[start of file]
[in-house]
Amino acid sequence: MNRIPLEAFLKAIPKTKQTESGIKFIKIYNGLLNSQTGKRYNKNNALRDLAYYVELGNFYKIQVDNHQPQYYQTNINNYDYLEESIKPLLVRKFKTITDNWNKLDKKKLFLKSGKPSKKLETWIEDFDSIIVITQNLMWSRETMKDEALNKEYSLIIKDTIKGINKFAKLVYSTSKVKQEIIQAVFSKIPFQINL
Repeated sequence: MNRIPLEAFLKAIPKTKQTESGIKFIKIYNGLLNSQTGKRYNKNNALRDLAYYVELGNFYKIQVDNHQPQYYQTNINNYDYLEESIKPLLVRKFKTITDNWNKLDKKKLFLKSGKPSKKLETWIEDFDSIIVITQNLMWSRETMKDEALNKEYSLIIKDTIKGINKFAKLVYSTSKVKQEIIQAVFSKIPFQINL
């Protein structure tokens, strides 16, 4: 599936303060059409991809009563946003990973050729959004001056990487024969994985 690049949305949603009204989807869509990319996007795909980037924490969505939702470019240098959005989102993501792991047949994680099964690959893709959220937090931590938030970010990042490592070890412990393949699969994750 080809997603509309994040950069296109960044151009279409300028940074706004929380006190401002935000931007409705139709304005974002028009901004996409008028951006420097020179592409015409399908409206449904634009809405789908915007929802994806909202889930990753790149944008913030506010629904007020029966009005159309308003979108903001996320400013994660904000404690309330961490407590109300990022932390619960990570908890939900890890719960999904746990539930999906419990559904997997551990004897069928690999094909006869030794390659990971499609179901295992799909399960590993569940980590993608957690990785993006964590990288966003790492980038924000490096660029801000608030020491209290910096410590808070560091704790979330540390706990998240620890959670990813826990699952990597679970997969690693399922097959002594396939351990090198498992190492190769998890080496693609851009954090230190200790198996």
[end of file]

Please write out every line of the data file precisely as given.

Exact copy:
[in-house]
Amino acid sequence: MNRIPLEAFLKAIPKTKQTESGIKFIKIYNGLLNSQTGKRYNKNNALRDLAYYVELGNFYKIQVDNHQPQYYQTNINNYDYLEESIKPLLVRKFKTITDNWNKLDKKKLFLKSGKPSKKLETWIEDFDSIIVITQNLMWSRETMKDEALNKEYSLIIKDTIKGINKFAKLVYSTSKVKQEIIQAVFSKIPFQINL
Repeated sequence: MNRIPLEAFLKAIPKTKQTESGIKFIKIYNGLLNSQTGKRYNKNNALRDLAYYVELGNFYKIQVDNHQPQYYQTNINNYDYLEESIKPLLVRKFKTITDNWNKLDKKKLFLKSGKPSKKLETWIEDFDSIIVITQNLMWSRETMKDEALNKEYSLIIKDTIKGINKFAKLVYSTSKVKQEIIQAVFSKIPFQINL
């Protein structure tokens, strides 16, 4: 599936303060059409991809009563946003990973050729959004001056990487024969994985 690049949305949603009204989807869509990319996007795909980037924490969505939702470019240098959005989102993501792991047949994680099964690959893709959220937090931590938030970010990042490592070890412990393949699969994750 080809997603509309994040950069296109960044151009279409300028940074706004929380006190401002935000931007409705139709304005974002028009901004996409008028951006420097020179592409015409399908409206449904634009809405789908915007929802994806909202889930990753790149944008913030506010629904007020029966009005159309308003979108903001996320400013994660904000404690309330961490407590109300990022932390619960990570908890939900890890719960999904746990539930999906419990559904997997551990004897069928690999094909006869030794390659990971499609179901295992799909399960590993569940980590993608957690990785993006964590990288966003790492980038924000490096660029801000608030020491209290910096410590808070560091704790979330540390706990998240620890959670990813826990699952990597679970997969690693399922097959002594396939351990090198498992190492190769998890080496693609851009954090230190200790198996």